As many as a third (30%) of Britain's 40 million drivers now receive a penalty notice each year, according to new research.
The study for motoring research charity the RAC Foundation found that up to 12 million driving licence holders receive a penalty notice annually -- the equivalent of one every 2.5 seconds or 33,000 every day.
The 12 million penalties include:
8 million local authority parking penalties
2.5 million local authority bus lane and box junction penalties
500,000 late licensing and insurance penalties
1 million speeding and red-light penalties
However, the figure does not include the 1.2 million drivers who undertake a speed awareness course instead of receiving a penalty and points on their licence, nor the 200,000 drivers a year who attend other courses having committed other types of offences.
It also excludes the five million parking penalties issued to drivers on private land each year.
Dr Adam Snow, a criminology lecturer at Liverpool Hope University, who conducted the research, said that the growing use of camera technology is behind many of the penalties. Cameras are routinely used not only to catch speeding motorists but also those who enter bus lanes or make illegal turns at junctions.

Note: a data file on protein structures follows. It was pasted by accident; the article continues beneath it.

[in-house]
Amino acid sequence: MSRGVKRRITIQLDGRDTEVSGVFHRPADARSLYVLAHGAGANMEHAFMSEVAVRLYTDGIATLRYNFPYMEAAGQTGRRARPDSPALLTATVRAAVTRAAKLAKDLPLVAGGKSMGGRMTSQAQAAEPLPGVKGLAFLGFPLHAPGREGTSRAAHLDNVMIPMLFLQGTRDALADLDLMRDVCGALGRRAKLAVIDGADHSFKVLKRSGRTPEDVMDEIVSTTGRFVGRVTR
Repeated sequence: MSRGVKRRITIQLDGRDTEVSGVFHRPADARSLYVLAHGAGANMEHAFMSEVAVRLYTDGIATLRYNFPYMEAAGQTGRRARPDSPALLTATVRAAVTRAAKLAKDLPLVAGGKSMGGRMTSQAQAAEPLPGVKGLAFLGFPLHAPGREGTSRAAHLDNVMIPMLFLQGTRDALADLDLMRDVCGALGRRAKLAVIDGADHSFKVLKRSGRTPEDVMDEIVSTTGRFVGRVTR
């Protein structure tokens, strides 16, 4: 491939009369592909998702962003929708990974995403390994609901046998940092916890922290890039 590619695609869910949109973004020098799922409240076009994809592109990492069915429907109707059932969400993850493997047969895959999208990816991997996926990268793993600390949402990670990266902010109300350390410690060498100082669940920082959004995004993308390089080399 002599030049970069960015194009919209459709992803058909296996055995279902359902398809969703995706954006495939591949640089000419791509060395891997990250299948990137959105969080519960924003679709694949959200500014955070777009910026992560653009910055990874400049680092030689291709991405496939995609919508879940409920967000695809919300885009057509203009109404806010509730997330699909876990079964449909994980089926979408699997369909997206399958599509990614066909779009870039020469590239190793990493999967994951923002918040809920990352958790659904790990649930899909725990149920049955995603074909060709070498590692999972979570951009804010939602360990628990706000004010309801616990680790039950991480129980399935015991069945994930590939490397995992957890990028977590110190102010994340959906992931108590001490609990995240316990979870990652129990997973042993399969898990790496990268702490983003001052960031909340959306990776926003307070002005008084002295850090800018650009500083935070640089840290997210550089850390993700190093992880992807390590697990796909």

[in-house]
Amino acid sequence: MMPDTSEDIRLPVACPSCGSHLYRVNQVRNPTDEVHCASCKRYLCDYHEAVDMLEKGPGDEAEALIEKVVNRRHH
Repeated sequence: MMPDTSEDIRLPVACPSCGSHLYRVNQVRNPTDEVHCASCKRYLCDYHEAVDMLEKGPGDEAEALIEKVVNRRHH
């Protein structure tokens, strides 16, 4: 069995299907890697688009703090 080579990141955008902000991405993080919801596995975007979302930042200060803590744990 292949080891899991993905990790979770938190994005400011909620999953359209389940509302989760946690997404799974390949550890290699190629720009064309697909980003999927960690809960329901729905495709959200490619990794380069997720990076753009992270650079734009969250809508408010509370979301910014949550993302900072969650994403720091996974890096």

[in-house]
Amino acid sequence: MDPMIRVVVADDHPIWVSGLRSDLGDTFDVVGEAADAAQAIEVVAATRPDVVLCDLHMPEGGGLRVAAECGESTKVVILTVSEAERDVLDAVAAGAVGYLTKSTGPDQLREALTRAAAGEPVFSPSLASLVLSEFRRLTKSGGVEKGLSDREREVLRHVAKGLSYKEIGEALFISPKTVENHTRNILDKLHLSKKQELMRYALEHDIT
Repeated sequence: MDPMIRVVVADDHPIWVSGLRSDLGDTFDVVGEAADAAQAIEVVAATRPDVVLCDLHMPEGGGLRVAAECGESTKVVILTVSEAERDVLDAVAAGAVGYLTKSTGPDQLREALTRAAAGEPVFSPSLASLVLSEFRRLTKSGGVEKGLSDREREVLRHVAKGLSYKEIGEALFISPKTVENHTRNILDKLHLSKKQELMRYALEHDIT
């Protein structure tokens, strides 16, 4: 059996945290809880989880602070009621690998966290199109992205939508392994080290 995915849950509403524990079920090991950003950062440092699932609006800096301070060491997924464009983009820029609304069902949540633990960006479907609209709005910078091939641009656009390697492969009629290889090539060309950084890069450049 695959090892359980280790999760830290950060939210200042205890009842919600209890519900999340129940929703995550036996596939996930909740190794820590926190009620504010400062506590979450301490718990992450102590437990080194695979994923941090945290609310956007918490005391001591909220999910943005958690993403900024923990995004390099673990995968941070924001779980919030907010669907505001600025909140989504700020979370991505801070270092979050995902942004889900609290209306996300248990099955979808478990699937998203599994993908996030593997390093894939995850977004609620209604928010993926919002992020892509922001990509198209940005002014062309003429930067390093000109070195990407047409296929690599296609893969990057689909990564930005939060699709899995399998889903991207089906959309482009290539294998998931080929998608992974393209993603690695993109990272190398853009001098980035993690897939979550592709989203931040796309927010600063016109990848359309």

But Dr Snow went on to note that, while cameras are blind to matters of "colour, religion, race, gender and so on", they cannot act with discretion or common sense.
"Automated enforcement promises much in terms of speed and cost efficiency for financially-squeezed police forces and councils," he said. "However, the driving public are entitled to ask for more weighty principles such as fairness and justice to be taken into consideration when confronted with potential wrongdoing."
Steve Gooding, director of the RAC Foundation, added: "To maintain its legitimacy, automatic enforcement must be viewed by the public as proportionate.
"While wrongdoing should be punished and not excused, a decline in frontline policing risks an imbalanced approach to enforcement. Millions of motorists are being caught by camera, often for arguably minor misdemeanours, whilst more serious and harmful behaviour goes undetected.
"When it comes to civil enforcement of bus lane and parking infringements authorities should constantly be asking themselves whether the number of notices issued suggest a different method is needed: some bus lanes and box junctions have become renowned as money spinners. If thousands of drivers a day are getting tickets this is a clear indication of a system that is failing."
Have you ever received a penalty notice? What do you think about the increased use of cameras?